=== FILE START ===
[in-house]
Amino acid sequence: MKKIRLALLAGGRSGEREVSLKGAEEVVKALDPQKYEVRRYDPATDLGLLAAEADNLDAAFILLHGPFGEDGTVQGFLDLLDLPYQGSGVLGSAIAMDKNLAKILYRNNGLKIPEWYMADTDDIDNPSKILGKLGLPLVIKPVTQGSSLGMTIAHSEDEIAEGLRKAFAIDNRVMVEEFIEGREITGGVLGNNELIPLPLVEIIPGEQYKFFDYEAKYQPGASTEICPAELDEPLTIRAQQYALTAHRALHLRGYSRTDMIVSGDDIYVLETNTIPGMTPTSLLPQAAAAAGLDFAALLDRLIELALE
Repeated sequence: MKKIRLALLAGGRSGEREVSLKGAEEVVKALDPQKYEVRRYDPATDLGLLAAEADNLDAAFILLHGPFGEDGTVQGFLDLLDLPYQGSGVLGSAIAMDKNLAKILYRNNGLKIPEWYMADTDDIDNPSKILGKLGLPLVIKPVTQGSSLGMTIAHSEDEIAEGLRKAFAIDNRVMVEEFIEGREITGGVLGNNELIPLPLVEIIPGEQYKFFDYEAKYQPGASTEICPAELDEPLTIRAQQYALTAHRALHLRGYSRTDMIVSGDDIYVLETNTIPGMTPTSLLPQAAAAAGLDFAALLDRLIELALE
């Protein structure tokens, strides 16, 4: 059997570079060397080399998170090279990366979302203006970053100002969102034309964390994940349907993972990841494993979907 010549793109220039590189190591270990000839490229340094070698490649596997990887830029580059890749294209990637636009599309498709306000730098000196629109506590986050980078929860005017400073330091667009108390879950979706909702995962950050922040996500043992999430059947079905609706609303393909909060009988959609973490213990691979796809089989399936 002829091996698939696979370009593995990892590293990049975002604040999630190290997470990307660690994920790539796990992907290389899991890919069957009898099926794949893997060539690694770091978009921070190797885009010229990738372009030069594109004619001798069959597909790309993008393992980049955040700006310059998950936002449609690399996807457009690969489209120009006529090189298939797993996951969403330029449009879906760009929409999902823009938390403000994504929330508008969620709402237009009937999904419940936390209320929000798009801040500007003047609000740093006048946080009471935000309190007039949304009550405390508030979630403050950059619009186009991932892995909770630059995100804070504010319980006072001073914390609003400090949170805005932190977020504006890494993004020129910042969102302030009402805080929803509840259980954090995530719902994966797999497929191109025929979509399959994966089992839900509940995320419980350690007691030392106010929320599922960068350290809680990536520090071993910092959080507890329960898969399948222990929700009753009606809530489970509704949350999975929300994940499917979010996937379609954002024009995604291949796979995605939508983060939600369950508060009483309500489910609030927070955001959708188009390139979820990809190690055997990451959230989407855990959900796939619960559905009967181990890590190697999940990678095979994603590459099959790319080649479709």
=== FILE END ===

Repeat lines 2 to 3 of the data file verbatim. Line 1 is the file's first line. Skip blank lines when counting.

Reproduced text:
Amino acid sequence: MKKIRLALLAGGRSGEREVSLKGAEEVVKALDPQKYEVRRYDPATDLGLLAAEADNLDAAFILLHGPFGEDGTVQGFLDLLDLPYQGSGVLGSAIAMDKNLAKILYRNNGLKIPEWYMADTDDIDNPSKILGKLGLPLVIKPVTQGSSLGMTIAHSEDEIAEGLRKAFAIDNRVMVEEFIEGREITGGVLGNNELIPLPLVEIIPGEQYKFFDYEAKYQPGASTEICPAELDEPLTIRAQQYALTAHRALHLRGYSRTDMIVSGDDIYVLETNTIPGMTPTSLLPQAAAAAGLDFAALLDRLIELALE
Repeated sequence: MKKIRLALLAGGRSGEREVSLKGAEEVVKALDPQKYEVRRYDPATDLGLLAAEADNLDAAFILLHGPFGEDGTVQGFLDLLDLPYQGSGVLGSAIAMDKNLAKILYRNNGLKIPEWYMADTDDIDNPSKILGKLGLPLVIKPVTQGSSLGMTIAHSEDEIAEGLRKAFAIDNRVMVEEFIEGREITGGVLGNNELIPLPLVEIIPGEQYKFFDYEAKYQPGASTEICPAELDEPLTIRAQQYALTAHRALHLRGYSRTDMIVSGDDIYVLETNTIPGMTPTSLLPQAAAAAGLDFAALLDRLIELALE